8th HEAD Meeting, 8-11 September, 2004
Session 4 Jets and Blazars
Poster, Wednesday, September 8, 2004, 9:00am-10:00pm

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[4.17] The Halo, Hot Spots and Jet / Cloud Interaction of PKS 2153--69

A.J. Young (MIT), A.S. Wilson (UMd), S.J. Tingay (Swinburne University of Technology, Australia), S. Heinz (MIT)

We report Chandra X-ray Observatory and 1.4 GHz Australian Long Baseline Array (LBA) observations of the radio galaxy PKS 2153--69 and its environment. The Chandra image reveals a roughly spherical halo of hot gas extending out to 30 kpc around PKS 2153--69 with two depressions in the X-ray surface brightness corresponding to the radio lobes. Interpreting these depressions as radio plasma filled cavities we infer a jet power of 4 \times 1042 erg s-1. Both radio lobe hot spots are detected by Chandra, and the southern hot spot is detected at 1.4 GHz in the LBA observation, providing the highest spatial resolution map of a radio lobe hot spot to date. The hot spot spectra are consistent with a simple synchrotron emission model. The nucleus has an X-ray spectrum typical of a Type 1 AGN, and the LBA observation shows a one-sided nuclear jet on 0.1\prime\prime scales. Approximately 10\prime\prime northeast of the nucleus X-ray emission is associated with an extra-nuclear cloud that is the site of a jet/cloud interaction. The X-ray emission from the cloud can be divided into two regions; an unresolved western component associated with a knot of radio emission (seen in low resolution maps but not detected at 1.4 GHz), and a spatially resolved eastern component aligned with the pc-scale jet and associated with highly ionized optical line emitting clouds. The X-ray spectrum of the eastern component is predominantly thermal. We discuss jet precession and jet deflection models to account for the steadily increasing position angle from the northern hot spot to the western component of the jet/cloud interaction region to the direction of the pc-scale jet.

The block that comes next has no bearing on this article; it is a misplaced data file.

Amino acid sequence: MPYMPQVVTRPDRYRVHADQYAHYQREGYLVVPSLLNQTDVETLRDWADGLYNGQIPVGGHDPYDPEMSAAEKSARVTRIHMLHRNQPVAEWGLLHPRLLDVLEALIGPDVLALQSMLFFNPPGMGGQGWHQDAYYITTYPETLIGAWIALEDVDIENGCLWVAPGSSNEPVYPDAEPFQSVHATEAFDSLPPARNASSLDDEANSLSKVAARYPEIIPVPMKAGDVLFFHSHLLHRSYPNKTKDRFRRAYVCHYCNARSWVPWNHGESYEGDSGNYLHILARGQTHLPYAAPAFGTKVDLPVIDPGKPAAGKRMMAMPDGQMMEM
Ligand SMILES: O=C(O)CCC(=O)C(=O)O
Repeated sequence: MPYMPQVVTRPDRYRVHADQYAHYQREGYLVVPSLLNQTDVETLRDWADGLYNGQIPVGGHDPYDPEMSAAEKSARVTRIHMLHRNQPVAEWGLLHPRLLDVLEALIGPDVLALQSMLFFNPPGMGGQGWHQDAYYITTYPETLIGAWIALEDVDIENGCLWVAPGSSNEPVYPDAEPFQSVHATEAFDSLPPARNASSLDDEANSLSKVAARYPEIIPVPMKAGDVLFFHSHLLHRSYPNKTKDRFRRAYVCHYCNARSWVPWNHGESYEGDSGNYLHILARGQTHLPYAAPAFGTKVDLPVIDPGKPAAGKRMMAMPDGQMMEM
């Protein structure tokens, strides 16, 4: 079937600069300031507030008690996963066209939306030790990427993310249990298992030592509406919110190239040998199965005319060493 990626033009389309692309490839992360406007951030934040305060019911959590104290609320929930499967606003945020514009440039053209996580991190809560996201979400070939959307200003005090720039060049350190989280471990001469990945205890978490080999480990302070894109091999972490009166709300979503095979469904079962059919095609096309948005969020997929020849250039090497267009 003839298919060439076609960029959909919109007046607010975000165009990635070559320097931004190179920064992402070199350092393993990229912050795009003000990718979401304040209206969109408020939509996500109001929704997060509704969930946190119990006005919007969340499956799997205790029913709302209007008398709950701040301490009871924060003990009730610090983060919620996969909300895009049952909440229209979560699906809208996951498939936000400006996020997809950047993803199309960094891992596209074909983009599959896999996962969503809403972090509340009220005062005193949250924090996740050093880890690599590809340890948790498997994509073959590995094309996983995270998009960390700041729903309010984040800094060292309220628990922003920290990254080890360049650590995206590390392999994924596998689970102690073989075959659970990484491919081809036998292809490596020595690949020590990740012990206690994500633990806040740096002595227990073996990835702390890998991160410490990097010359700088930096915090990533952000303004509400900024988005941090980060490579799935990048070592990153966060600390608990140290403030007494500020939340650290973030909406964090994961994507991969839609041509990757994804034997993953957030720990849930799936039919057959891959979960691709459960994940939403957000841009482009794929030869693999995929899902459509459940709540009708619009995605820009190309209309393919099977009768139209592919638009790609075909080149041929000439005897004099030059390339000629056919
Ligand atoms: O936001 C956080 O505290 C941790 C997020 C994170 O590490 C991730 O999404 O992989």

This work was supported by NASA through contract NAS8-01129, Chandra Postdoctoral Fellowship Award PF3-40026 and a grant from the Research and Development Grants Scheme of the Swinburne University of Technology.

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Bulletin of the American Astronomical Society, 36 #3
© 2004. The American Astronomical Soceity.